---When holding courses on chartering topics BIMCO is invariably confronted with requests for more in depth case study sessions. In order to accommodate these requests BIMCO has now developed a new type of chartering course with the main emphasis on case studies, plenary discussions and interaction.
These three-day courses will focus on three topics: Bills of Lading, Laytime and Time Charter and the cases will examine common problems arising from these areas.
The Workshops are designed for participants who already have some shipping experience and they are expected to, and will be encouraged to, contribute actively during group work and the ensuing plenary discussions.
Course overview:
> Bills of Lading
> Laytime
> Time Charter
> Case Studies
More information about the Case Study Workshop in Athens: Programme and registration
Contact us at:

Dryships Announces Preliminary Agreement With Nordea Bank for a Covenant Waiver on the $800 Million Primelead Facility
---Athens, February 9, 2009- DryShips Inc. (NASDAQ:DRYS) (the "Company" or "DryShips"), a global provider of marine transportation services for drybulk cargoes and off-shore contract drilling oil services, announced today that it has reached preliminary agreement with Nordea Bank Finland Plc to obtain a covenant waiver in connection with the $800.0 million Primelead facility, which was used to partially finance the acquisition of Ocean Rig ASA. As of today, the outstanding loan amount under the facility is $650.0 million.
In accordance with the main terms of the waiver: (i) the Company will pay a restructuring fee of 0.15% on the outstanding loan amount under the facility plus an amount equal to 1.00% per annum on the loan outstanding for the period from January 9, 2009 until the Effective Date of the waiver agreement; (ii) $75.0 million of principal repayment due February 2009 will be postponed until May 2009; (iii) the margin on the facility will increase by 1.00% to 3.125% per annum; and (iv) regular principal payments will resume as of August 2009. In addition, among other things, lender consent will be required for the acquisition of DrillShip Hulls 1837 and 1838, for new cash capital expenditures or commitments and for new acquisitions for cash until the loan has been repaid to below $375.0 million. The waiver agreement Effective Date will not exceed August 12, 2009, at which time the Company expects to be in compliance with the restructured loan covenants. The agreement is preliminary and is subject to formal approvals by the Company and the syndicate banks (Nordea Bank Finland Plc, DnB NOR Bank ASA and HSH Nordbank AG).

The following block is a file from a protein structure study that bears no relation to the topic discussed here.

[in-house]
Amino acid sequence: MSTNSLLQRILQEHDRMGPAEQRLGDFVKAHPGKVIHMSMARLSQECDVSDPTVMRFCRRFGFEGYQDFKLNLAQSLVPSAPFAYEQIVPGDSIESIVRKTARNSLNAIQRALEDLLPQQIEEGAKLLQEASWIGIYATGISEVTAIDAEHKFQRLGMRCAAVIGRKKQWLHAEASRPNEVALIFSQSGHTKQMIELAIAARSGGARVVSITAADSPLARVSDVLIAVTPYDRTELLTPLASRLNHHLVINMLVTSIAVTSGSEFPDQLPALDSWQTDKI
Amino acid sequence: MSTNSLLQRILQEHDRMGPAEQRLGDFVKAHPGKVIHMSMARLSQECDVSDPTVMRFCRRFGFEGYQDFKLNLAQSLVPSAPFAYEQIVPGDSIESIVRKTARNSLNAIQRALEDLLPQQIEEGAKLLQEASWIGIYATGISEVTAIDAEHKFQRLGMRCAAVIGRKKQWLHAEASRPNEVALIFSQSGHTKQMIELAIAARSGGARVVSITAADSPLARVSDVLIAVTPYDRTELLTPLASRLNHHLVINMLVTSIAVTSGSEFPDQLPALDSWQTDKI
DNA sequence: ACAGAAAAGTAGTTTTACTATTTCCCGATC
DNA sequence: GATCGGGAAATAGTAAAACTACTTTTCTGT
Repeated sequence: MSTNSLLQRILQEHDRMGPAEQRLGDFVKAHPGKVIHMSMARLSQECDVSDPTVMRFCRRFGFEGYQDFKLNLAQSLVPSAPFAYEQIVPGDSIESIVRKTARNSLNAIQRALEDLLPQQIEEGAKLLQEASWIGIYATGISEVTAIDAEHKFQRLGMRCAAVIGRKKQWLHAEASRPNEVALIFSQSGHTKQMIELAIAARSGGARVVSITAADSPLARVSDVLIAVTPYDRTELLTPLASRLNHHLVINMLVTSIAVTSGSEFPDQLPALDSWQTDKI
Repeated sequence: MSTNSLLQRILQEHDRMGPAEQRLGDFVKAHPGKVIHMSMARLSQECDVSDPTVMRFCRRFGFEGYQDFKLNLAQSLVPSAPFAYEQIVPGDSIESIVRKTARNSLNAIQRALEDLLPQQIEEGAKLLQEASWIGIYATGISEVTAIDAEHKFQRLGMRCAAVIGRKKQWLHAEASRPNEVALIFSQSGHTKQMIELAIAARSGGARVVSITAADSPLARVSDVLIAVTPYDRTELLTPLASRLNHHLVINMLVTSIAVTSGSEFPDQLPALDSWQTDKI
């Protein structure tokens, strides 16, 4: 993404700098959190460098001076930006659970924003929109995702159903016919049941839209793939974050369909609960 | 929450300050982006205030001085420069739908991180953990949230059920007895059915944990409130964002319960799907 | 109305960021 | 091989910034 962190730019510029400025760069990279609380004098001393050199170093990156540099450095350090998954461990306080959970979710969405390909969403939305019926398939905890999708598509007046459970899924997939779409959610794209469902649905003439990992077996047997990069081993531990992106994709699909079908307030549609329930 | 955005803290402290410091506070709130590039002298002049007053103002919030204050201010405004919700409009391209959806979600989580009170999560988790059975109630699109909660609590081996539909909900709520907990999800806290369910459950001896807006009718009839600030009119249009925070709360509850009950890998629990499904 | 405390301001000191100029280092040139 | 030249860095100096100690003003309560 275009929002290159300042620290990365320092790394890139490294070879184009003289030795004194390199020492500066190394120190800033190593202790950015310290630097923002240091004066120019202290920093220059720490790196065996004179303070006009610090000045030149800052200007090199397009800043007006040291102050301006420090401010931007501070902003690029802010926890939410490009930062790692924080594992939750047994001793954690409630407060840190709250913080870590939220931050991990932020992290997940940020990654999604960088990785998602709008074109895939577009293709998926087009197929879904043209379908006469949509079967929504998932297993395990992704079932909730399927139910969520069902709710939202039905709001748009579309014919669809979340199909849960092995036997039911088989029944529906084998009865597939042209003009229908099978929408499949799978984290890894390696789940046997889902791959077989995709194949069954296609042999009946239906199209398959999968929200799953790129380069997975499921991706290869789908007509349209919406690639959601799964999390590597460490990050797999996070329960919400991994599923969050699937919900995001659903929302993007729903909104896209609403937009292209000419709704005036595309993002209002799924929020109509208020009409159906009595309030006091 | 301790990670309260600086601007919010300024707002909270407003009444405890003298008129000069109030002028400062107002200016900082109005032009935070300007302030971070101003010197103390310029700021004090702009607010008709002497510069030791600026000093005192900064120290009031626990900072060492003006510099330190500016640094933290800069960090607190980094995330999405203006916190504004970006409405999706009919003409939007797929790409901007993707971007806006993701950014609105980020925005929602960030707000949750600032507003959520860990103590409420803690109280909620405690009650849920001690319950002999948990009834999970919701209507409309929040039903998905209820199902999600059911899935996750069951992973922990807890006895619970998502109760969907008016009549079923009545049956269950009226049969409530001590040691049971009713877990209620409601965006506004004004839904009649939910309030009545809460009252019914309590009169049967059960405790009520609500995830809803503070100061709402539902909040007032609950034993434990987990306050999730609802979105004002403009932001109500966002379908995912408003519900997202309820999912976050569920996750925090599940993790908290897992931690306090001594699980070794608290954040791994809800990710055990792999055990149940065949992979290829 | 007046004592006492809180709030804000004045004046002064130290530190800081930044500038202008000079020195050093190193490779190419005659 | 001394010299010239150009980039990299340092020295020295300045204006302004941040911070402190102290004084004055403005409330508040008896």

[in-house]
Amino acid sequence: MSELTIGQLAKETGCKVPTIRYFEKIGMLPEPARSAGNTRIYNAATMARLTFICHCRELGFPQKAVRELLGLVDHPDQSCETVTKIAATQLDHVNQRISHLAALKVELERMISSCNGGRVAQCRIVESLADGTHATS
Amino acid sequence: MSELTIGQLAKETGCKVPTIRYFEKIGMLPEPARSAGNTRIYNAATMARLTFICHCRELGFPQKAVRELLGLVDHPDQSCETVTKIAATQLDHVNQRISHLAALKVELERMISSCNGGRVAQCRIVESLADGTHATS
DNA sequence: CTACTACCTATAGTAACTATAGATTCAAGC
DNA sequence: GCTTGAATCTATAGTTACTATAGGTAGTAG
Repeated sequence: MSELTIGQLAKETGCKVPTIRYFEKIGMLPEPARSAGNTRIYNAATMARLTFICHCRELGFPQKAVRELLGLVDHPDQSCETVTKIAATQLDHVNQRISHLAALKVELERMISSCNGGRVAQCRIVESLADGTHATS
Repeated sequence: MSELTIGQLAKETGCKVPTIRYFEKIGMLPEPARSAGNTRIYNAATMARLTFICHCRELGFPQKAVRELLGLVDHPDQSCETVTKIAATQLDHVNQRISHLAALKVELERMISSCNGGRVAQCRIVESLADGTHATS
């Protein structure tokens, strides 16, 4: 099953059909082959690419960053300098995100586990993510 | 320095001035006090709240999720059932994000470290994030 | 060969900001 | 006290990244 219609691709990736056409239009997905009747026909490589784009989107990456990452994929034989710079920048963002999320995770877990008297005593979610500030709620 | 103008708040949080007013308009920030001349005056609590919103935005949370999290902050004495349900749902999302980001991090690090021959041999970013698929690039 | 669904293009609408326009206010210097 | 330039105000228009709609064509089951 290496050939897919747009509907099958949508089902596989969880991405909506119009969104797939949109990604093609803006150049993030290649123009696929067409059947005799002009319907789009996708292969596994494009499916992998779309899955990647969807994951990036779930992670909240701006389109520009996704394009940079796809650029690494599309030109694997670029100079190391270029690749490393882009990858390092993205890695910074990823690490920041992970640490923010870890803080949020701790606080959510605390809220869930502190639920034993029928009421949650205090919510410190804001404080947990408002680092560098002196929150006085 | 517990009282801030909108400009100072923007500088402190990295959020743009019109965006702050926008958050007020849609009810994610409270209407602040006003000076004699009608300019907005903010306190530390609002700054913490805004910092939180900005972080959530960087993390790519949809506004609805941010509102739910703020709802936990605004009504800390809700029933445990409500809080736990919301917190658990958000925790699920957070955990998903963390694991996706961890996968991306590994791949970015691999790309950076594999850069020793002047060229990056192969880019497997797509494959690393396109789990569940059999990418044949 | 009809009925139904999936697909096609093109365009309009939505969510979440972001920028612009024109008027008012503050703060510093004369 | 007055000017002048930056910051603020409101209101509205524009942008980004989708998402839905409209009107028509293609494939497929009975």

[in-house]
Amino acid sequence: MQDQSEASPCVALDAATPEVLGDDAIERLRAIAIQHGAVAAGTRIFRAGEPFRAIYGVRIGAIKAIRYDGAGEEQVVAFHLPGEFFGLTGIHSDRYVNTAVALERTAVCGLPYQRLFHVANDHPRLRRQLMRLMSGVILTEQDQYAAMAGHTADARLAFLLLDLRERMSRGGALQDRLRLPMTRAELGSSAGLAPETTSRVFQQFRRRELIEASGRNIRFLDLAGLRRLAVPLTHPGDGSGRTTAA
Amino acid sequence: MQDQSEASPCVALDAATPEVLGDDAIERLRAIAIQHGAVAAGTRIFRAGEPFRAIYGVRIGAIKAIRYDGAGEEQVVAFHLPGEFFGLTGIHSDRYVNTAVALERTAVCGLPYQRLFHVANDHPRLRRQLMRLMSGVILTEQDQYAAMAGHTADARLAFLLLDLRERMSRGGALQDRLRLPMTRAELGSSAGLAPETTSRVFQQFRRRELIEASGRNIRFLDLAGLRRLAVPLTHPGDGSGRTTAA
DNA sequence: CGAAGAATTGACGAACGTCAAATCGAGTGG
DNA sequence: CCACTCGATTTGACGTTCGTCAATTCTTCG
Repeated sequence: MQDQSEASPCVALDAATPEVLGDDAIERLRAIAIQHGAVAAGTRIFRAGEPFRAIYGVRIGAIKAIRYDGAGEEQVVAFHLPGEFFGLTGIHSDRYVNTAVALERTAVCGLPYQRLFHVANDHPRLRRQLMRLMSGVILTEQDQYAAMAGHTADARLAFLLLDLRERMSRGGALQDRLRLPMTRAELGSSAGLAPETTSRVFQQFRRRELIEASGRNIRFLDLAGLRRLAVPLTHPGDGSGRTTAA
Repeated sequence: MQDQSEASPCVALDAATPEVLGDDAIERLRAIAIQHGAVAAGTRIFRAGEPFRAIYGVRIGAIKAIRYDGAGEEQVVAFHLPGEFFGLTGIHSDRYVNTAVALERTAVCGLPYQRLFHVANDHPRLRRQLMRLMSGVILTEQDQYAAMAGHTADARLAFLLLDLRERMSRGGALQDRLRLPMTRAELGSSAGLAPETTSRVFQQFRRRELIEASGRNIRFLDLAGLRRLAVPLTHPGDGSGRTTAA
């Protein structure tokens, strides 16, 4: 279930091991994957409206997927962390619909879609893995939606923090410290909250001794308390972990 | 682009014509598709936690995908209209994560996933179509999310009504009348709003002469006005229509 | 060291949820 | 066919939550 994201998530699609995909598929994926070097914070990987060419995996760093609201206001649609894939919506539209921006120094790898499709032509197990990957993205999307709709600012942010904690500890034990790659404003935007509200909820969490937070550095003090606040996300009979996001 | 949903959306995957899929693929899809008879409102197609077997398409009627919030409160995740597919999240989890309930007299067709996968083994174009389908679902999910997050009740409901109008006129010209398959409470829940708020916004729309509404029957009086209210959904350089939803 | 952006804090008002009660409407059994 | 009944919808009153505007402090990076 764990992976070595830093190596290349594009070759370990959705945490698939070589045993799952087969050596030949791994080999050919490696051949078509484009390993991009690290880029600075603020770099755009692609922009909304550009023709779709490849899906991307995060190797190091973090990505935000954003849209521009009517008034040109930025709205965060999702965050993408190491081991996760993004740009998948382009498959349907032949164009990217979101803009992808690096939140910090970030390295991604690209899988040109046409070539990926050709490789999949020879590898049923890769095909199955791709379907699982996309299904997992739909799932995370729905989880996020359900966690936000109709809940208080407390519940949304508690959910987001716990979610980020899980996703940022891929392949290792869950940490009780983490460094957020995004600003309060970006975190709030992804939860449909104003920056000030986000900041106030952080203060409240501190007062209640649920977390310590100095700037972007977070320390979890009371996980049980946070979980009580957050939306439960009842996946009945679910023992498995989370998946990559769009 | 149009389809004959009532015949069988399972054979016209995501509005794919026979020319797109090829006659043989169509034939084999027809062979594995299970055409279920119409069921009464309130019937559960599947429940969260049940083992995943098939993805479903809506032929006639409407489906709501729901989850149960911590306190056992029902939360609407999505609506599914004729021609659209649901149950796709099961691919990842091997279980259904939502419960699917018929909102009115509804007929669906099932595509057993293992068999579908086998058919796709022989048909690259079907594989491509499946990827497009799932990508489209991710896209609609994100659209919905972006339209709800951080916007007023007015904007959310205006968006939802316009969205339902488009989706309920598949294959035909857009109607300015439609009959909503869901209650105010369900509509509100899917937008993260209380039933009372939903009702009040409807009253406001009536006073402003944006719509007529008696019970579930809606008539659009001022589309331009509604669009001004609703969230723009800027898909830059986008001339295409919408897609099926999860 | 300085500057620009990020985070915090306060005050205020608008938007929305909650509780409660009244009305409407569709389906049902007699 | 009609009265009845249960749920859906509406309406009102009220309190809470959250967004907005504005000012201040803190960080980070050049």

About DryShips Inc.
DryShips Inc., based in Greece, is an owner and operator of drybulk carriers that operate worldwide. As of the day of this release, DryShips owns a fleet of 43 drybulk carriers comprising 7 Capesize, 29 Panamax, 2 Supramax and 5 newbuilding drybulk vessels with a combined deadweight tonnage of over 3.4 million tons, 2 ultra deep water semisubmersible drilling rigs and 2 ultra deep water newbuilding drillships.
DryShips Inc.'s common stock is listed on the NASDAQ Global Market where trades under the symbol "DRYS." Visit our website at

World shipping tonnage capacity hits 1.12 billion deadweight
---By David Ogah. THE world merchant fleet increased astronomically between 2007 and 2008, according to the review of maritime transport by the United Nation Conference on Trade and Development (UNCTAD).
According to the United Nations trade organ, the world merchant fleet expanded by 7.2 per cent in 2007 to 1.12 billion deadweight tonnes (dwt) at the beginning of 2008. By that percentage increase, the organisation said there was a gain of 82 million dwt over the corresponding period of previous year.
The organisation attributed the increase to the historical high demand for shipping capacity that was responded to by the world shipping industry by ordering new tonnage, especially in the dry bulk sector.
The UNCTAD review of Maritime transport, copy of which was mailed to The Guardian few days ago, said vessel orders were at their highest level ever, reaching 10,053 ships with a total tonnage of 495 million dwt, including 222 million dwt of dry bulk carriers.
According to the organisation, the tonnage of dry bulk ships on order at the end of 2007 was 72 times higher than it was in 2002. It said since mid 2007, dry bulk orders outstrip those of any other vessel type.
The influx of new tonnage into the world fleet, said the organisation, over the recent years has contributed to the decrease in the average age of the world fleet to 11.8 years.
The tonnage of oil tankers increases by 6.5 per cent while that of dry bulk carriers increased by 6.4 per cent. These two major type of ships together represent 71.5 per cent of the world total tonnage, a slight decrease from 72.0 per cent in January 2007. The fleet of general cargo ships increased by 4.5 per cent in 2007. This growth rate was below the world total growth rate. This category's share of the total world fleet has further declined to 9.4 per cent.
The UNCTAD's review of maritime transport said the fleet of containerships increased by 16.3 million dwt, or 12.7 per cent, and now represents 12.9 per cent of the total world fleet. This high growth rate, according to the UNCTAD review, reflected the increasing share of trade in manufactured goods, which was further enhanced by its continued containerisation.
In 2008, only 1.1 per cent of the dry bulk fleet were combined ore/bulk/oil carriers, a further decreased from 1.5 per cent share of one year earlier. In spite of the high fluctuations in vessel charter rates, both for oil tankers and for dry bulk carriers, the building cost differential between purely dry bulk carriers and carriers still deterred investment in the more versatile combined carriers.